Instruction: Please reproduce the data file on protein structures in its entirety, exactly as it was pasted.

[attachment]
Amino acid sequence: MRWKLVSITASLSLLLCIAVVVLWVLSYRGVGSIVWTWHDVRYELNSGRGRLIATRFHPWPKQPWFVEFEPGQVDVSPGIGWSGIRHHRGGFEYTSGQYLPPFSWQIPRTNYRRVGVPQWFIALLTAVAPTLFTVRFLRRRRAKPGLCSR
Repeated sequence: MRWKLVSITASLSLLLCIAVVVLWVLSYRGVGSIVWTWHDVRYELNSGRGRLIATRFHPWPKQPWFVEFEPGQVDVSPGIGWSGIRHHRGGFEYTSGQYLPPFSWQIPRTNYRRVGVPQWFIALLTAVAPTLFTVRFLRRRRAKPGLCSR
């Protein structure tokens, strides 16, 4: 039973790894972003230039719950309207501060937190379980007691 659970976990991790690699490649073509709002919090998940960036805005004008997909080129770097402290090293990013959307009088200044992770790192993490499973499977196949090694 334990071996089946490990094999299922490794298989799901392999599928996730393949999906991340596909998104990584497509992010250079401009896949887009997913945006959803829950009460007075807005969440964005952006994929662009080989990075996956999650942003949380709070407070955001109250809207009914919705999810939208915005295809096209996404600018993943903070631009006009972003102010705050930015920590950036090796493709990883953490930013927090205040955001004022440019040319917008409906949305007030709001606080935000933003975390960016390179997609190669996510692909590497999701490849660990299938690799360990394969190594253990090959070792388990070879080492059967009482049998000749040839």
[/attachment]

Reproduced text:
Amino acid sequence: MRWKLVSITASLSLLLCIAVVVLWVLSYRGVGSIVWTWHDVRYELNSGRGRLIATRFHPWPKQPWFVEFEPGQVDVSPGIGWSGIRHHRGGFEYTSGQYLPPFSWQIPRTNYRRVGVPQWFIALLTAVAPTLFTVRFLRRRRAKPGLCSR
Repeated sequence: MRWKLVSITASLSLLLCIAVVVLWVLSYRGVGSIVWTWHDVRYELNSGRGRLIATRFHPWPKQPWFVEFEPGQVDVSPGIGWSGIRHHRGGFEYTSGQYLPPFSWQIPRTNYRRVGVPQWFIALLTAVAPTLFTVRFLRRRRAKPGLCSR
């Protein structure tokens, strides 16, 4: 039973790894972003230039719950309207501060937190379980007691 659970976990991790690699490649073509709002919090998940960036805005004008997909080129770097402290090293990013959307009088200044992770790192993490499973499977196949090694 334990071996089946490990094999299922490794298989799901392999599928996730393949999906991340596909998104990584497509992010250079401009896949887009997913945006959803829950009460007075807005969440964005952006994929662009080989990075996956999650942003949380709070407070955001109250809207009914919705999810939208915005295809096209996404600018993943903070631009006009972003102010705050930015920590950036090796493709990883953490930013927090205040955001004022440019040319917008409906949305007030709001606080935000933003975390960016390179997609190669996510692909590497999701490849660990299938690799360990394969190594253990090959070792388990070879080492059967009482049998000749040839």